The most direct and well-known application of the logic of "lesser evilism" comes in general elections pitting Democrats against Republicans. But the Democratic establishment wants its voters in the right mindset for the primaries, too--as the prime argument for why they should vote for the "pragmatic" choice, even though Hillary Clinton represents the kind of compromising that the party's base is fed up with.

These pleas for "realism" are a remarkable statement about how the political system is rigged to preserve the status quo.

"In real life," claimed Bloomberg's Jonathan Bernstein in a typical article, "all politicians in the U.S. political system are going to come up short of their promises--not because they're corrupt, but because the system is designed to favor of the status quo. Incremental change is all that is possible."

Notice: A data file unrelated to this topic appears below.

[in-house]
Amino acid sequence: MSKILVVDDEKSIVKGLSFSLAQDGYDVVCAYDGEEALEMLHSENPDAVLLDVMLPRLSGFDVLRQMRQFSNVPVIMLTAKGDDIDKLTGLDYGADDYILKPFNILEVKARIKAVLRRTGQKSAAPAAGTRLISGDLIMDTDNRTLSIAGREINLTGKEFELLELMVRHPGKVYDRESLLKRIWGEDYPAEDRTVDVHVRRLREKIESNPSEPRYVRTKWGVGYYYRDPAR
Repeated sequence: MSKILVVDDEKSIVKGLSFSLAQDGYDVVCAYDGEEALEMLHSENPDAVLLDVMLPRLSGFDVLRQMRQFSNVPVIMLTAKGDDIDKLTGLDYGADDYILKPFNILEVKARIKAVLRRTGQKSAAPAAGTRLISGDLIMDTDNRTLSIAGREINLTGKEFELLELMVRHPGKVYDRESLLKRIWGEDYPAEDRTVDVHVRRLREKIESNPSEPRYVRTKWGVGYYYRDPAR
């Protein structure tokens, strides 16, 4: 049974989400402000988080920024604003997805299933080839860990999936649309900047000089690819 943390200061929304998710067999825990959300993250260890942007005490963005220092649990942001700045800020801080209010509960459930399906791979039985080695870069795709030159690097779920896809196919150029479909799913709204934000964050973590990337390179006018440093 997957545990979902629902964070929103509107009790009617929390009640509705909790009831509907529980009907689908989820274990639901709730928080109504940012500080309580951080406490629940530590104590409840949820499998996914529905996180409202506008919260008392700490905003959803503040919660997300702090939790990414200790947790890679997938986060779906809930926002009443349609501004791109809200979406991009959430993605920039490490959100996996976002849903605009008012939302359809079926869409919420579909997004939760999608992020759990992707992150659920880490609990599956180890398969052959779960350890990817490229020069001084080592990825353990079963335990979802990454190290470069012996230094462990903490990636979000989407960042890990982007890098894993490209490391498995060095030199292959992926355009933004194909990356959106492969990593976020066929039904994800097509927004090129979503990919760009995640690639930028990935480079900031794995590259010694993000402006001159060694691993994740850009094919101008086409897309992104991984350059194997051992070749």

This conventional wisdom is exactly why Sanders has generated so much excitement--his campaign represents hope for the opposite.

Over the coming weeks and months, some Sanders supporters may be persuaded to give in to "real life" and back Clinton--but many others will be bolstered in their conviction that a system designed to favor a rotten and unequal status quo truly does need the "political revolution" Sanders is calling for.

Sanders' victory has demonstrated a deep dissatisfaction with the status quo--and an openness to radical talk of socialism and revolution, even when they're used to describe far-from-revolutionary political positions that more closely resemble the Democratic Party's liberal past. And that's not to mention issues like foreign policy, where he is indistinguishable from conventional mainstream Democrats and even a few moderate Republicans.